Intel Equipped To Lead Industry To Era Of Exascale Computing

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Responding to Intel’s Announcement on June 20, 2011

The Exascale Report spoke with more than two dozen ISC attendees
following an Intel briefing and their declaration of intended exascale
leadership that took place on June 20th. The reactions to Intel’s
statements were mixed, as expected, however, the majority opinion
expresses concern over the lack of substance and credibility of
connecting the MIC architecture and Knights Ferry to exascale – when
so much is still to be proven with this technology path. There is an
old saying about “any publicity is good publicity” – but I think
right now Intel would argue with that.

After returning home, I conferred with a number of colleagues. It seems
very few people in the community are sold on Intel’s declaration of
exascale leadership. Intel’s press briefing at ISC raised a lot of
eyebrows and resulted in mostly negative reactions from a broad audience
– from system architects to U.S. government funding agency
representatives. It seems like some key messages were completely
missed, and some statements were sadly misinterpreted.

I was at the Intel briefing at ISC and I understand why some of the
reactions you will find in this article are so negative.

Step back for a minute and look at the big picture. Undoubtedly, a
handful of companies, including the driving forces such as Intel, IBM,
Cray, and NVIDIA, will be at the heart of many co-design initiatives. In
order for any progress to be made, co-design will require a new, perhaps
unprecedented level of trust and cooperation. It will require a certain
level of mutual respect for each other’s positions.

This is where I think things are falling apart. Competition among HPC
companies is going down the path of election year political posturing.
The vendors and even some research organizations are failing to deliver
controlled and consistent communications.

I clearly heard Intel vice president Kirk Skaugen talk about
collaboration with partners and end users. We saw the evidence of this
on the stage at the Intel briefing. I also heard him say, “We don’t
have all the answers yet.” But, by the closing day of ISC, I was
hearing mostly negative comments about Intel’s power play and their
intent to lock everyone in to the Intel architecture.

I personally think Intel has made great strides as a collaborator over
the past few years, but they continue to struggle with market relations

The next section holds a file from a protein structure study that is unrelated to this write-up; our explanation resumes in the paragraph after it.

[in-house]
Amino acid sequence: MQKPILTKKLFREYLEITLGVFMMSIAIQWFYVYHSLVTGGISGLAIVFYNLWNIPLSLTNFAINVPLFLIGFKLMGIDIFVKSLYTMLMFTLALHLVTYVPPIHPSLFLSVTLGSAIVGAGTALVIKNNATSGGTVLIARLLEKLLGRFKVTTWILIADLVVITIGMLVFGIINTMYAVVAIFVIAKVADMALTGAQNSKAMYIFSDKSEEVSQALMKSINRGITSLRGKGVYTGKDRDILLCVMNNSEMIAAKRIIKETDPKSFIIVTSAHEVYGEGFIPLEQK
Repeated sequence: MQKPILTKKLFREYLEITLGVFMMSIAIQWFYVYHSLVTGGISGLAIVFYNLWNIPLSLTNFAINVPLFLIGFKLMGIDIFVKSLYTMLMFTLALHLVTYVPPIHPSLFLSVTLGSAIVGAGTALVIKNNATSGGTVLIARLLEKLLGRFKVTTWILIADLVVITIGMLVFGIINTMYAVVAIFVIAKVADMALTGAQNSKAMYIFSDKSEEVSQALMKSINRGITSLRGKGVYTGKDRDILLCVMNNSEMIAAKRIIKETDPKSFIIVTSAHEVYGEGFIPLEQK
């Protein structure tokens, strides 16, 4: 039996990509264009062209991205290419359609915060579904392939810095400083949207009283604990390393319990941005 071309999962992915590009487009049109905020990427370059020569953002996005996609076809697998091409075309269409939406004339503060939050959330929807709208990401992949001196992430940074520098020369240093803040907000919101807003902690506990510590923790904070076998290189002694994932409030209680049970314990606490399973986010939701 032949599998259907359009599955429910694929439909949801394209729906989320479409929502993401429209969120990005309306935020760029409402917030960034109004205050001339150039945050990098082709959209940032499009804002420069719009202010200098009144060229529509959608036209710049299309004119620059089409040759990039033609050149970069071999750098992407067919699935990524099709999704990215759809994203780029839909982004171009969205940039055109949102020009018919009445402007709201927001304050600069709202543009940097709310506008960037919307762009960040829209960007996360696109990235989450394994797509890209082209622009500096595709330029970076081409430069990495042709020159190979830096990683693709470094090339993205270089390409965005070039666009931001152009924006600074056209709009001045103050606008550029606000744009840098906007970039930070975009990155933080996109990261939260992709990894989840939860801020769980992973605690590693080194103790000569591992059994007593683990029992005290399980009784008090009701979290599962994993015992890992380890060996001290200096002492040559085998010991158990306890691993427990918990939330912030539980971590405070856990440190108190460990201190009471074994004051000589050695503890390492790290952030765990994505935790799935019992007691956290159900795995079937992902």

and credible communications in HPC –a challenge that clearly needs to
be addressed.

Intel’s strategy as presented under NDA to community stakeholders is
one thing. And I can tell you there are some credibility challenges
there. But another part of the problem lies in ‘how’ things are
being said, and the lack of consistent messaging.

As I listened to various audio tapes from ISC11, I was surprised by this
particular one. One of The Exascale Report stringers[1] approached the
Intel booth at ISC and asked the first person who approached her, “So
what’s new? What does Intel have to talk about here at the
conference?” The response was, “Haven’t you heard about our big
announcement? We’re going to build an exascale machine by 2018.” To
which she replied, “Really? Well not at 20MW certainly.” The
response was, “Yes, at 20MW – that’s what we committed to.”

As one community luminary commented, “I see the Intel arrogance
surfacing again – and that makes me very nervous. Working with Intel
is a “damned if you do – damned if you don’t” proposition.
Right now we feel like Intel is going to tell us what they will build
– because that’s what they can sell in volume – and it’s up to
us to live with it – to figure out a way to adapt it for exascale. But
I don’t understand their posturing around exascsale. If anything,
Intel should be the voice of reason for this community.”

Who’s going to pay for those microprocessor fabs?

In all fairness to Intel, the company is in business to make a profit.
They need to keep the company moving forward with innovative
microprocessor designs that can be shipped in volume. There is no
incentive for a company like Intel to invest hundreds of millions of
dollars, dozens of highly-paid engineers, and countless hours of
research time to possibly build a one-off machine. That’s not a
formula for keeping a company profitable – and that’s not a path
that will keep their shareholders happy. Without serious government
funding, the HPC community can’t expect Intel … or IBM … or anyone
else to carry this burden.

It’s not me, it’s you!

To this reporter, it seems like Intel has an overflowing pot of messages
right now with product and research and roadmap and collaboration
messages all coming together into one pile of sludge. It’s no wonder
so many people in the community are genuinely confused – and even
frustrated – and starting to turn on Intel. There is definitely a
tone that comes across as arrogance – perhaps stemming from the
company’s own internal frustration at a lack of consensus on how to
approach exascale.